Quick progress on Millennium Development Goals ‘obviously possible’ – Migiro
Although many countries remain off track in meeting the ambitious Millennium Development Goals (MDGs) that seek to slash hunger poverty and a host of other social ills by 2015, quick and significant progress is obviously possible, according to Deputy Secretary-General Asha-Rose Migiro.
“Many countries are proving this,” Ms. Migiro told a meeting of the Inter-Parliamentary Union yesterday in Cape Town, South Africa, citing increased public school enrolment, reduced child mortality thanks to massive vaccination campaigns, with 3 million more children surviving annually compared with the year 2000.
“And we know the ingredients for success. Strong government leadership. Good policies that support private investment. And sound strategies for scaling up public investments. “The international community must back these favourable conditions with financial and technical assistance,” she said.
“Our ambitious vision for a better world is still within reach, but we need all States to follow through on their commitments. Developing countries, yes, but especially those which are already more developed,” she added, calling for immediate rigorous and concerted national and international action to push back the frontiers of poverty, especially in light of skyrocketing food prices.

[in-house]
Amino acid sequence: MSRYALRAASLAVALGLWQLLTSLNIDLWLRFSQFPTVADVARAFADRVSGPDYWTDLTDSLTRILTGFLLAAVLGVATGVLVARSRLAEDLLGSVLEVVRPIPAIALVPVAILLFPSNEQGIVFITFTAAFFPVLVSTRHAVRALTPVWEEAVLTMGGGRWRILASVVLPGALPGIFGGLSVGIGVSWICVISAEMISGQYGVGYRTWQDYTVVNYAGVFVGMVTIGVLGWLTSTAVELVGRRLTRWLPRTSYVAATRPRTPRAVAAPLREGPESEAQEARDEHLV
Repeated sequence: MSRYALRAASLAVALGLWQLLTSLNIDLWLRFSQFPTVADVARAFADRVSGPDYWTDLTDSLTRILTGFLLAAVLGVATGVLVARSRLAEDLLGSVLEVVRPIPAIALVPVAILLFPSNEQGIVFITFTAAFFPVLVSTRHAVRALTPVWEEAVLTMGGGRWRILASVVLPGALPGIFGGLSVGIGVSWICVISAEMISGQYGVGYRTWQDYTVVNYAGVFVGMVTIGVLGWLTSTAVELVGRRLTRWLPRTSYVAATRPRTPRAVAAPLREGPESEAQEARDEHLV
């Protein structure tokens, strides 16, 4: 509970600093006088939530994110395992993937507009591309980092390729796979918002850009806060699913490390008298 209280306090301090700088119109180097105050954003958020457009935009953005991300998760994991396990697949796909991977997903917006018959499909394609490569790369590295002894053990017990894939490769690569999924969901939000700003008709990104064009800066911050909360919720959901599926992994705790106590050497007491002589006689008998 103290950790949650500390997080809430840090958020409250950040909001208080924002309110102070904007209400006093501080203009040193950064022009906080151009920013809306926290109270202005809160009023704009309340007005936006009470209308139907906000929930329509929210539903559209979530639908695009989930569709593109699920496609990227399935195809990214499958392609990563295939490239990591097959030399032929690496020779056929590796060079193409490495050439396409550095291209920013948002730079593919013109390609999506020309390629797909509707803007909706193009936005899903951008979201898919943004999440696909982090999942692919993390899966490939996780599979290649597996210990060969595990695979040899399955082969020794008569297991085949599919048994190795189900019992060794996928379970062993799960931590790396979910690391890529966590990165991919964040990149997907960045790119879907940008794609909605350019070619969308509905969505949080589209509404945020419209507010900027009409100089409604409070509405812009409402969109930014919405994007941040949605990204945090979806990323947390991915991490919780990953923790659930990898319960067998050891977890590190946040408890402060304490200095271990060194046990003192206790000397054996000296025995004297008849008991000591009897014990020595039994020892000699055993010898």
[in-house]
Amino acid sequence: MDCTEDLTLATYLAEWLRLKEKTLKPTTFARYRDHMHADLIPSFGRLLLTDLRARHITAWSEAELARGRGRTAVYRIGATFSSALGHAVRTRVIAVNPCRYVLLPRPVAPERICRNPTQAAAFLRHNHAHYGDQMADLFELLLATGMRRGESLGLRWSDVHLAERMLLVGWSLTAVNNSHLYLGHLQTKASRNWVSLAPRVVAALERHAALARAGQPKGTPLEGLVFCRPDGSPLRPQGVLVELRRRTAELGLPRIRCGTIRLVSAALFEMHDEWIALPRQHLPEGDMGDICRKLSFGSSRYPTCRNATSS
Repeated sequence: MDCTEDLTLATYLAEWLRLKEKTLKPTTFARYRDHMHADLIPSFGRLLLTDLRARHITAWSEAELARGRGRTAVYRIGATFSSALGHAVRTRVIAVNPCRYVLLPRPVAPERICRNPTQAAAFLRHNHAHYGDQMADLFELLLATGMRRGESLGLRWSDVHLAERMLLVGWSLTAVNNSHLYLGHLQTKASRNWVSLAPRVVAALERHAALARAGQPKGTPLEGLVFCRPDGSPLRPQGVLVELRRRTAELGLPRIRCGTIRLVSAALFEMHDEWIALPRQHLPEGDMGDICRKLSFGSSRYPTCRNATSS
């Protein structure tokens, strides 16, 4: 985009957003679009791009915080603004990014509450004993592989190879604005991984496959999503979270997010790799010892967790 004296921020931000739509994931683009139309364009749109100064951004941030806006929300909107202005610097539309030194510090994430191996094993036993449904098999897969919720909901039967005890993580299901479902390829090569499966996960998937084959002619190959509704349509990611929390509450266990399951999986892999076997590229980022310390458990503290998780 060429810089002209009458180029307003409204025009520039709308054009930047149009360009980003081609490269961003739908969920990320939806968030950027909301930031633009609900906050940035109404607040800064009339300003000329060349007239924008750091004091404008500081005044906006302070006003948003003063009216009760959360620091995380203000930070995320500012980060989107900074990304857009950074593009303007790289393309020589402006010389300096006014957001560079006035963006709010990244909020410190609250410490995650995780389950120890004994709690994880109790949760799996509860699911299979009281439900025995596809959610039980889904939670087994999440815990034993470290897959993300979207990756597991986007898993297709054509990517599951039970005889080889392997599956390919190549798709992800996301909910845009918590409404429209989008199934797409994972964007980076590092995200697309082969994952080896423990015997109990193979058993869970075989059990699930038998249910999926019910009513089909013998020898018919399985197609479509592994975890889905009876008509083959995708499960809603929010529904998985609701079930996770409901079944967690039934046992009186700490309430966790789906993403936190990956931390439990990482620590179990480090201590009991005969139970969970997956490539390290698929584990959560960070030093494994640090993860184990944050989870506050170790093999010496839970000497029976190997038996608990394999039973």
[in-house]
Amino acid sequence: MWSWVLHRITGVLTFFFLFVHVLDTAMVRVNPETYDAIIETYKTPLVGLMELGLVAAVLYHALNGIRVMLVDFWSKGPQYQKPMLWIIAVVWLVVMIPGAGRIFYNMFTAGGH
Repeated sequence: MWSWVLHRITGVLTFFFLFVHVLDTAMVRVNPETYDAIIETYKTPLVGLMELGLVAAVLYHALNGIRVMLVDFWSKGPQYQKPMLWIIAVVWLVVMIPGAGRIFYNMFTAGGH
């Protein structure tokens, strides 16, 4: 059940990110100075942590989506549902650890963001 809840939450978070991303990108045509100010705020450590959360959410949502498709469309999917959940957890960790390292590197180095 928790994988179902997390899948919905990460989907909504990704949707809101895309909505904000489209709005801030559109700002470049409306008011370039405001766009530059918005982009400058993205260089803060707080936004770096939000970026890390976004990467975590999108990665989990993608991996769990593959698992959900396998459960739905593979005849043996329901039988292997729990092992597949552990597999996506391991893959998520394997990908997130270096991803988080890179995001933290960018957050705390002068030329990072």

Ms. Migiro noted that parliaments are key to achieving the MDGs, by showing political will in legislation and budget allocations. In developed countries in the North, parliaments should contribute to government efforts to honour their commitment to allocate 0.7 per cent of gross national income to official development assistance whose latest figures are in steep decrease.
In the developing countries of the South, parliaments should not only be preoccupied by domestic issues but relate to what is taking place at the regional as well as the global level, she said.
“They must press to ensure that their governments mobilize resources, set strategies and adopt policies geared toward reaching the MDGs. And they should participate in formulating poverty reduction strategies and monitoring efforts to carry them out,” she added, stressing the importance of accountability, good governance and human rights.
Turning to climate change, Ms. Migiro noted that negotiations in Bangkok earlier this month agreed on a work programme to move forward towards crafting a new international climate change agreement.
“Now is when the real work begins, and given the magnitude of the challenge ahead, actors from across the spectrum – not just government negotiators – need to be involved,” she said.
“Governments at the national and local level need to work closely with intergovernmental organizations, the private sector, the media, civil society and individuals from around the world. As we seek to galvanize public opinion, Parliaments are uniquely poised to assist in this global alliance for action,” she added.